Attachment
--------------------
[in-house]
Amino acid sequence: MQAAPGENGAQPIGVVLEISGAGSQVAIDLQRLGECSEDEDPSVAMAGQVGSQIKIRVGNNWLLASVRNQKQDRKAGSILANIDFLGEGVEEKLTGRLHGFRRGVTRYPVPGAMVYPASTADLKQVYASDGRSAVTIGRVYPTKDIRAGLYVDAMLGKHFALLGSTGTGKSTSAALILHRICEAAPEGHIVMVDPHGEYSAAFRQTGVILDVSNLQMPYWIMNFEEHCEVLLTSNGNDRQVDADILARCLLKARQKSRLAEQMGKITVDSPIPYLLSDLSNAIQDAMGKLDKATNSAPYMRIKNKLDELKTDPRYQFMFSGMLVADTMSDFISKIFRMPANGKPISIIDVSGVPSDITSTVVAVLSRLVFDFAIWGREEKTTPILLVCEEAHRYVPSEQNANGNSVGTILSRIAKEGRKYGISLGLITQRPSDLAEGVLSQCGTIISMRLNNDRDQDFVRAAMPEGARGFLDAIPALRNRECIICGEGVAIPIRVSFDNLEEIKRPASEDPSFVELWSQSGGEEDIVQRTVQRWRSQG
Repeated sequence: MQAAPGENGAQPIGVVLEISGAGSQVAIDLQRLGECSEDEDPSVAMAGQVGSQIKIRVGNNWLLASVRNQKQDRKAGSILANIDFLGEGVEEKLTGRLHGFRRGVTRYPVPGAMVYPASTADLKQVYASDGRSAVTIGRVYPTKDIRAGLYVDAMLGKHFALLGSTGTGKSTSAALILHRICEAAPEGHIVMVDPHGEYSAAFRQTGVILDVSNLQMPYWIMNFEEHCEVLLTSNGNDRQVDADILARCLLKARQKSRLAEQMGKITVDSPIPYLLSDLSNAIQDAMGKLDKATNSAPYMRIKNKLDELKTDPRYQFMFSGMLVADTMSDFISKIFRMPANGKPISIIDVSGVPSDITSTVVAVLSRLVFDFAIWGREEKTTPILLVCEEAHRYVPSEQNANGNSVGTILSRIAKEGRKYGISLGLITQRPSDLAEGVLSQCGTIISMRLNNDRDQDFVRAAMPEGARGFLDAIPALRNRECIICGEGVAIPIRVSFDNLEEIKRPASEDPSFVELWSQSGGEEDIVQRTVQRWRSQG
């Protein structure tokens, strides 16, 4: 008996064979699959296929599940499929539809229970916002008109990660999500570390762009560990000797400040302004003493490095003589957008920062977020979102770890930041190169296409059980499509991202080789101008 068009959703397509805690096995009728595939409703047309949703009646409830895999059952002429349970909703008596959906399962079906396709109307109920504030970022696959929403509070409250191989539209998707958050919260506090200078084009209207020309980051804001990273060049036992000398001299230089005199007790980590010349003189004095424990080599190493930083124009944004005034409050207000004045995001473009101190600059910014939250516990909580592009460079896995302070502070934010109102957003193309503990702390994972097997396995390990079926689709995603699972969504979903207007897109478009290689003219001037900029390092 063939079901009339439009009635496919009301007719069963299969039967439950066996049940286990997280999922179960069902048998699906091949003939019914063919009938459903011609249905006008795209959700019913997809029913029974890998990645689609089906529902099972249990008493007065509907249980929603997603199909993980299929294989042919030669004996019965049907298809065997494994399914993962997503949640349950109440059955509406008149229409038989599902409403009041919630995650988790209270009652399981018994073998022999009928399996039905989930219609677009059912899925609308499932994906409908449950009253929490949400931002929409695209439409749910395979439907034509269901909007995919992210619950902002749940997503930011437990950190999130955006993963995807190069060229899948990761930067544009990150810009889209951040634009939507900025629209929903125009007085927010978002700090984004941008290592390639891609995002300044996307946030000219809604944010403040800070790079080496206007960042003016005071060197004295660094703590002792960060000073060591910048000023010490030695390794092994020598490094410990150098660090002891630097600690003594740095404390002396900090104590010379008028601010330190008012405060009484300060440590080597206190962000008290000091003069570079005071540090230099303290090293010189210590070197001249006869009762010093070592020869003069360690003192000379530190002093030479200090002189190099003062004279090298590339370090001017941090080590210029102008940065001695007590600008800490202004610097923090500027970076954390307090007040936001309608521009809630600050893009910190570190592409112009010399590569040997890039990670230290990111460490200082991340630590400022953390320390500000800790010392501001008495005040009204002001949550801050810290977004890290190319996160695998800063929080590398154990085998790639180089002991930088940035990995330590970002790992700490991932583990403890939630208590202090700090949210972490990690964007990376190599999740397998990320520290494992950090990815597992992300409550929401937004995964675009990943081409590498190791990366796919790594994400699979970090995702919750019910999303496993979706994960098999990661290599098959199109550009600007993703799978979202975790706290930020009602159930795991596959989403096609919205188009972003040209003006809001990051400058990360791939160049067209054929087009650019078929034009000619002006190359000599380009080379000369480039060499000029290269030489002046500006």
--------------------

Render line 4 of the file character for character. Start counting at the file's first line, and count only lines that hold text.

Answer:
């Protein structure tokens, strides 16, 4: 008996064979699959296929599940499929539809229970916002008109990660999500570390762009560990000797400040302004003493490095003589957008920062977020979102770890930041190169296409059980499509991202080789101008 068009959703397509805690096995009728595939409703047309949703009646409830895999059952002429349970909703008596959906399962079906396709109307109920504030970022696959929403509070409250191989539209998707958050919260506090200078084009209207020309980051804001990273060049036992000398001299230089005199007790980590010349003189004095424990080599190493930083124009944004005034409050207000004045995001473009101190600059910014939250516990909580592009460079896995302070502070934010109102957003193309503990702390994972097997396995390990079926689709995603699972969504979903207007897109478009290689003219001037900029390092 063939079901009339439009009635496919009301007719069963299969039967439950066996049940286990997280999922179960069902048998699906091949003939019914063919009938459903011609249905006008795209959700019913997809029913029974890998990645689609089906529902099972249990008493007065509907249980929603997603199909993980299929294989042919030669004996019965049907298809065997494994399914993962997503949640349950109440059955509406008149229409038989599902409403009041919630995650988790209270009652399981018994073998022999009928399996039905989930219609677009059912899925609308499932994906409908449950009253929490949400931002929409695209439409749910395979439907034509269901909007995919992210619950902002749940997503930011437990950190999130955006993963995807190069060229899948990761930067544009990150810009889209951040634009939507900025629209929903125009007085927010978002700090984004941008290592390639891609995002300044996307946030000219809604944010403040800070790079080496206007960042003016005071060197004295660094703590002792960060000073060591910048000023010490030695390794092994020598490094410990150098660090002891630097600690003594740095404390002396900090104590010379008028601010330190008012405060009484300060440590080597206190962000008290000091003069570079005071540090230099303290090293010189210590070197001249006869009762010093070592020869003069360690003192000379530190002093030479200090002189190099003062004279090298590339370090001017941090080590210029102008940065001695007590600008800490202004610097923090500027970076954390307090007040936001309608521009809630600050893009910190570190592409112009010399590569040997890039990670230290990111460490200082991340630590400022953390320390500000800790010392501001008495005040009204002001949550801050810290977004890290190319996160695998800063929080590398154990085998790639180089002991930088940035990995330590970002790992700490991932583990403890939630208590202090700090949210972490990690964007990376190599999740397998990320520290494992950090990815597992992300409550929401937004995964675009990943081409590498190791990366796919790594994400699979970090995702919750019910999303496993979706994960098999990661290599098959199109550009600007993703799978979202975790706290930020009602159930795991596959989403096609919205188009972003040209003006809001990051400058990360791939160049067209054929087009650019078929034009000619002006190359000599380009080379000369480039060499000029290269030489002046500006």